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An Industry Grows in Calabasas

When ‘Keeping Up With the Kardashians’ ends on Thursday night, it’ll do so having revamped the concept of celebrity altogether

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Fourteen years ago, when Kristen Mary Jenner was still a relatively unknown mother of six with a thing for sweat suits, she met with American Idol host Ryan Seacrest to pitch a show about her family. Since the 1980s, her manicured brood had picked up celebrity connections like Malibu metal detectorists do lost jewelry. Her late ex-husband, Robert Kardashian, was a well-connected defense lawyer who’d been part of one of the most-watched trials in the U.S. Her new husband was an Olympic gold medalist–cum–Wheaties box ambassador. Her daughters from her first marriage had grown up alongside celebrity kids like Nicole Richie. And her daughter Kim was a tabloid accessory to it girl Paris Hilton and the star of a recently leaked sex tape with the R&B artist Ray J. At the time, Seacrest’s production company was in its infancy, and he thought a family-oriented reality show in the mold of The Osbournes could be promising. We’ll never know what exactly Kris said that day, but it was her chance to make the case that she and her kin were not just footnotes in tabloid captions, but compelling personalities in their own right. Neither she nor Seacrest could’ve predicted at that 2007 meeting that, over the next decade, the Kardashian-Jenners would reinvent the industry of fame itself.

The entertainment landscape was shifting in the late aughts, as reality TV and social media cut into industry gatekeepers’ ability to, well, gate-keep. The blockbuster success of American Idol proved there were few things more compelling to an audience than a nobody who was on their way to becoming somebody. So when Keeping Up With the Kardashians debuted on E! that October, it positioned itself as a zhuzhed-up, late-capitalism Brady Bunch: a blended family of well-off strivers who had an insatiable appetite for as much wealth and notoriety as they could muster. The premise immediately struck a chord with Americans, who had long equated fame with success, and—thanks to a hyperactive era of paparazzi and weekly gossip rags—were witnessing up close the breakdown of a hierarchy that once defined the entertainment world. Within a month of its debut, KUWTK became the most-watched show with women 18-34 in its Sunday-night time slot. Still, such botox-injected ambition felt gauche to mainstream critics. The New York Times worried the program was “purely about some desperate women climbing to the margins of fame.” The show’s haters distilled that critique into a cutting taunt: that the Kardashian-Jenners were simply “famous for being famous.”

Nearly 293 episodes later, the family’s self-perpetuated fame is clearly a feature, not a bug. Far before TikTokers were live-streaming themselves sleeping, Kris and Ko. pulled back the curtain juuust enough so we could see the mechanisms of the celebrity industry. As the show’s success fueled the family’s personal makeovers, its members became a living advertisement, oversharing the minute details of their wardrobe, interior design, beauty treatments, makeup routines, workouts, diets, and plastic surgeries. Eventually, the show morphed from cable network oddity to the nucleus of a far larger Kardashian-Jenner-industrial complex, and became a blueprint for navigating the culture of influence that now permeates modern life. As KUWTK rounds out its 20th and final season this week, the family has expanded its tentacles so far that the reality TV show—their founding text—almost feels like an afterthought.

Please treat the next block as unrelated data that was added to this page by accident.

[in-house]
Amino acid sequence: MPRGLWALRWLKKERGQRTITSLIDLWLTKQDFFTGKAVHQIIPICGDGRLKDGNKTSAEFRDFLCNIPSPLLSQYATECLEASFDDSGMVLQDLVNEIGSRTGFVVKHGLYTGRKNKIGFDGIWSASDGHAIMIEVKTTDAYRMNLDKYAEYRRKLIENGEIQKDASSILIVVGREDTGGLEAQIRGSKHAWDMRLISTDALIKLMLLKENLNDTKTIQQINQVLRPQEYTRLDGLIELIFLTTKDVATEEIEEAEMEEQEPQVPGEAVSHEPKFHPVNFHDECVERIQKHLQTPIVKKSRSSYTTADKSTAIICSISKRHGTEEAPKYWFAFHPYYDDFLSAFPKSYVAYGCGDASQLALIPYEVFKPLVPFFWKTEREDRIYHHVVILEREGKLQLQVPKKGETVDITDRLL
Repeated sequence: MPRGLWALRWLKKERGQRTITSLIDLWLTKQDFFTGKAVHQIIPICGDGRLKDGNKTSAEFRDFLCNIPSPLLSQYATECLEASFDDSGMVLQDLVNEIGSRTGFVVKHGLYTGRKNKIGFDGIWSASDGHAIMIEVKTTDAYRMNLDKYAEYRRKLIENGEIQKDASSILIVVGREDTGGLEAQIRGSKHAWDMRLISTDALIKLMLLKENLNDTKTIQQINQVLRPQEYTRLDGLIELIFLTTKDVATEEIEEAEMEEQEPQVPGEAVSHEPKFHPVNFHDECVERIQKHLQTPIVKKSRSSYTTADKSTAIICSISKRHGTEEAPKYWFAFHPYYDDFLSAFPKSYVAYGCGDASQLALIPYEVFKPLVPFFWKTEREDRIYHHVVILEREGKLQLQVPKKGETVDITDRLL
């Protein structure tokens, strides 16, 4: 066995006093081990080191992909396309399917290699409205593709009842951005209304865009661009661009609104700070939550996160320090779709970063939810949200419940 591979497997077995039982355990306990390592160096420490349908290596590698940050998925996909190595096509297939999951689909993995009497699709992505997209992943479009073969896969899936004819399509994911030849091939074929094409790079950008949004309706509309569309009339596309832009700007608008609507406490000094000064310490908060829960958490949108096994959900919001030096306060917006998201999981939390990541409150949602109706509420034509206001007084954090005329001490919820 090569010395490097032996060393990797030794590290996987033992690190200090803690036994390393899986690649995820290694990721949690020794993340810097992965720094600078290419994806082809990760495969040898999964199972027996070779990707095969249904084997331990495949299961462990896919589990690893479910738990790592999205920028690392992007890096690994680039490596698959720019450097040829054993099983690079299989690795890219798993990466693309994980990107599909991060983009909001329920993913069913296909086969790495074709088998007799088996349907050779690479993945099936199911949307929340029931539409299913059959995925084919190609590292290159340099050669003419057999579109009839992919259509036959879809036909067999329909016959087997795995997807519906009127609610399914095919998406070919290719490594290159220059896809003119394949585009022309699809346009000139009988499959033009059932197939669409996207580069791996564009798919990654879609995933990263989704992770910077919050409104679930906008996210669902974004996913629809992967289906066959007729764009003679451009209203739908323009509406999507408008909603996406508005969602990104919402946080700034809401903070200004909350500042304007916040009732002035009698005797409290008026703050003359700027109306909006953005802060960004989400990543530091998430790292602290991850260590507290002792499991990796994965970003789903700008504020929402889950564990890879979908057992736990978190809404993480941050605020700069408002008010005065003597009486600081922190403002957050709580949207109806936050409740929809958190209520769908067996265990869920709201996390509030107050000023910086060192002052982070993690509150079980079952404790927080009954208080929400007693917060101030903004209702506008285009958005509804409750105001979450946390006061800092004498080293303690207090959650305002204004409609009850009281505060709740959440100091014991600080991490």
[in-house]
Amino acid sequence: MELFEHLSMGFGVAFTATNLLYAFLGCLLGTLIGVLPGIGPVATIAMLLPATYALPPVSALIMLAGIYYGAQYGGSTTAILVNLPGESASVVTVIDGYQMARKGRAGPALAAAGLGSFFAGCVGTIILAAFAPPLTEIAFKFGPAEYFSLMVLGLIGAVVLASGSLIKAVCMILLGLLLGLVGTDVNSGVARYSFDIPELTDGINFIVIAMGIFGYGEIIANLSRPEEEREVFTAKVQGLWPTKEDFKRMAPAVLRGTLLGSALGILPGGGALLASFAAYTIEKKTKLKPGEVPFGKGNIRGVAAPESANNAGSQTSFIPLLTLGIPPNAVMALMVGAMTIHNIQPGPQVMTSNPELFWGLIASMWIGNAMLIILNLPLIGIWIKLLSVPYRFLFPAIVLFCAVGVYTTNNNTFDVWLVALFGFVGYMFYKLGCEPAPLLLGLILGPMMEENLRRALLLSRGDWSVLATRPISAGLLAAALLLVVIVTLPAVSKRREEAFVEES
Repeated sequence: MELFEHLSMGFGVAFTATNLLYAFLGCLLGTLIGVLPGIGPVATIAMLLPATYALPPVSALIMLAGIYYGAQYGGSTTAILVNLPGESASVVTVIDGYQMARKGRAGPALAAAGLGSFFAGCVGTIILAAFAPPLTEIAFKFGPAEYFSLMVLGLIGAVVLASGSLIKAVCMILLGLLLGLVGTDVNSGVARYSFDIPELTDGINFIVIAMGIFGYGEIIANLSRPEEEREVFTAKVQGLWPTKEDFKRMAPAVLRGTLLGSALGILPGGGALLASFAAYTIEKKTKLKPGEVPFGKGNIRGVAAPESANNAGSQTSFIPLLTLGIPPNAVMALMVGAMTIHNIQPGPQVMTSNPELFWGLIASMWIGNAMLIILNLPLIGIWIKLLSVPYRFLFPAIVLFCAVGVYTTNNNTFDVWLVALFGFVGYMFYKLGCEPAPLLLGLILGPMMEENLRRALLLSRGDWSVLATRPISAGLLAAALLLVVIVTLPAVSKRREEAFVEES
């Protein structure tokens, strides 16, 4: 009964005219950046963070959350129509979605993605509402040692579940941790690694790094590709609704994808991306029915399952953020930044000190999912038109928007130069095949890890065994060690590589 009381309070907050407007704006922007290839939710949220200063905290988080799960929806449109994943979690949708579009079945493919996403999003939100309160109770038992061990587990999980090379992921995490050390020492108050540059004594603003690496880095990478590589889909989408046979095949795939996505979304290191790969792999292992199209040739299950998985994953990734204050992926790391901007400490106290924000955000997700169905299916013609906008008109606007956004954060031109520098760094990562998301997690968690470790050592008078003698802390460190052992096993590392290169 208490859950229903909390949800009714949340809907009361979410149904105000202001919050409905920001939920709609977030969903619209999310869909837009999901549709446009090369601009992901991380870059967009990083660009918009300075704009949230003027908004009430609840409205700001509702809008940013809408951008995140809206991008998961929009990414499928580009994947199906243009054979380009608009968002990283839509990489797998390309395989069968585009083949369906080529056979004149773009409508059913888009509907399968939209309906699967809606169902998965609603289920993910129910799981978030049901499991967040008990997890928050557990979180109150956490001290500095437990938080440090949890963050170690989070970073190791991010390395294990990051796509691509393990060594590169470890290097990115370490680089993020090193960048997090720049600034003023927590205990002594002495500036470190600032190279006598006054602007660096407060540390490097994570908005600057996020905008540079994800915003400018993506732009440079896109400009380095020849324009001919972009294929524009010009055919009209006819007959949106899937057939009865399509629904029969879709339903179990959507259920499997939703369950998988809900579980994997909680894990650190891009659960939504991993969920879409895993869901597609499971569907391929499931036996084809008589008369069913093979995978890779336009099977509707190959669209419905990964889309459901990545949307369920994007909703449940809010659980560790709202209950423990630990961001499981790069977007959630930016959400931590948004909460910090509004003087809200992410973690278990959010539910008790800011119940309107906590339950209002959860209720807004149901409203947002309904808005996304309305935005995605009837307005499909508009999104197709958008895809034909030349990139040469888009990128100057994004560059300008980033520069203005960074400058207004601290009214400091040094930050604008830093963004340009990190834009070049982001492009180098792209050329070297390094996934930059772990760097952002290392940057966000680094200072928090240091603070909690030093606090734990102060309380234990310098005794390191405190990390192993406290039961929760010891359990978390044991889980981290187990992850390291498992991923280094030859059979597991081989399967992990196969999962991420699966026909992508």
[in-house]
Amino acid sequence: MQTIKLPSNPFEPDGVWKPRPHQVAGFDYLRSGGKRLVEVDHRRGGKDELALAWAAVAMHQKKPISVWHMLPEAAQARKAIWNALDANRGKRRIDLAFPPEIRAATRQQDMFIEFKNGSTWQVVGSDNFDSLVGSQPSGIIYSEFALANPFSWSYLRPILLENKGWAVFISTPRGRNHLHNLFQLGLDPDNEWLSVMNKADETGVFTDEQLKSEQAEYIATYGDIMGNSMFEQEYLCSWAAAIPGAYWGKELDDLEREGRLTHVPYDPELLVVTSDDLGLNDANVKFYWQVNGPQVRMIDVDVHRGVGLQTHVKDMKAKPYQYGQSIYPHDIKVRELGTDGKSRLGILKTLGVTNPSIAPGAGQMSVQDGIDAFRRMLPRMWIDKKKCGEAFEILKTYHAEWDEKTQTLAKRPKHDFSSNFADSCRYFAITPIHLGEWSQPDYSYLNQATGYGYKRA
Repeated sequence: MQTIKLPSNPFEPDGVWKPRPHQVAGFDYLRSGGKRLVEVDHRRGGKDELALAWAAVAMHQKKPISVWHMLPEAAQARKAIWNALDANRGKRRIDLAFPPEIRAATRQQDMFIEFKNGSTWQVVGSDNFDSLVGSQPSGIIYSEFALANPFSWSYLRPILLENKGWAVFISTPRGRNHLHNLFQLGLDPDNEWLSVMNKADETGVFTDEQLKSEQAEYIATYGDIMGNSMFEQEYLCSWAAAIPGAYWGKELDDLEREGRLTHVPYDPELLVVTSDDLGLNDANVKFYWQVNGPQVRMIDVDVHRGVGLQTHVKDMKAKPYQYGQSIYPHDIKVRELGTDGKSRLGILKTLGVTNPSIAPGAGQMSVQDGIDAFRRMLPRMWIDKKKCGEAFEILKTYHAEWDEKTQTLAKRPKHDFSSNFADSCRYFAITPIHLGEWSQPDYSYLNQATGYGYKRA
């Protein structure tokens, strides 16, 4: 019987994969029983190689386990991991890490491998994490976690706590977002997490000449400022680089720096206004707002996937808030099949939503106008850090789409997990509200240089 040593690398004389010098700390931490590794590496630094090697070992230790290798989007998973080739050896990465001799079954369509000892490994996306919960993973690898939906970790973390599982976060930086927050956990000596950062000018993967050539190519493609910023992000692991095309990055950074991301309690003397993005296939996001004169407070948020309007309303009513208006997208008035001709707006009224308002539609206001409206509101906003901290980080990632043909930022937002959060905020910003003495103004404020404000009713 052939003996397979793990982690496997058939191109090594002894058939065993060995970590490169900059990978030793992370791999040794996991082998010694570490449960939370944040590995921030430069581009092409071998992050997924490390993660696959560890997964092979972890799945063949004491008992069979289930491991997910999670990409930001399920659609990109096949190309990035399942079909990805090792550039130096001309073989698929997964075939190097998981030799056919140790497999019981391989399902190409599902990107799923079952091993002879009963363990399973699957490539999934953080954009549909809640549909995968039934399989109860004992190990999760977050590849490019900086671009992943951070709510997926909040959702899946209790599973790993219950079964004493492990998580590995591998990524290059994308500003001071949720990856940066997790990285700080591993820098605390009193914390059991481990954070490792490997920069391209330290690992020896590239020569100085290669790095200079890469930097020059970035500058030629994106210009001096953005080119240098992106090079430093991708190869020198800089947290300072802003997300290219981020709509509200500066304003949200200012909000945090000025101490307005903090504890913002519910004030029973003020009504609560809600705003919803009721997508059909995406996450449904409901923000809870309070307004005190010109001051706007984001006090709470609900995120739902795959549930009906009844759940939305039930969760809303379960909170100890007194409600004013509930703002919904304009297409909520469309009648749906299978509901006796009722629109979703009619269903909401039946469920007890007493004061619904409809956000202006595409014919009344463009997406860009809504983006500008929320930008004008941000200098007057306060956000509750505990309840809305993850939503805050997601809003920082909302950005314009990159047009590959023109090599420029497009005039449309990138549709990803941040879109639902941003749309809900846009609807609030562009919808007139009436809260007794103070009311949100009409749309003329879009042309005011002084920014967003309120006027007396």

All that being said, returning to the very beginning of KUWTK is a reminder of just how ... creative the family had to get before it became powerful enough to draw designers, professional athletes, and rappers into its orbit. On a scale from reality to scripted, the first season of KUWTK was a sex-obsessed Americana fever dream siphoned from the depths of Kris Jenner’s mind. In the absence of the A-list lifestyle they were gunning for, the family committed to their caricatures: Caitlyn (then Bruce) was cast as a disapproving conservative, Kris as the helicopter momager, Kourtney and Khloé as sarcastic sidekicks, Kylie and Kendall as fast-maturing troublemakers, Rob as the shy soul searcher, Kourtney’s beau Scott Disick as the family punching bag, and Kim as the rising star. Problematic subplots included Kris hiring a babysitter who wears a bikini around the house as she watches the Jenner girls, and Kourtney and Khloé giving a makeover to an unhoused person they found outside the Dash boutique (a story line that they would revisit in the show’s final season).

KUWTK’s perceived depravity was its selling point. Four minutes into the first episode, Kris suggests Kim should discuss her sex tape on Tyra: “When I first heard about Kim’s tape, as her mother, I wanted to kill her,” she says in an interstitial that would eventually be memed to oblivion. “But as her manager, I knew that I had a job to do.” Before the premiere’s credits rolled, the family’s ethos was made clear: Publicity is currency, and no Kardashian-Jenner life event, no matter how personal, would go unmonetized. However standard that philosophy might seem today, it was shocking enough to earn mainstream attention then. The year the series premiered, I was a freshman in a college dorm with no cable. Yet somehow Kris snapping a pic of Kim’s nude Playboy shoot with her pink Canon PowerShot and saying, “You’re doing amazing, sweetie,” is forever burned into my memory. (She would later trademark the phrase.) The shamelessness in their self-promotion was titillating. And it was that same shamelessness that ballooned their fame, making the opinions of onlookers obsolete.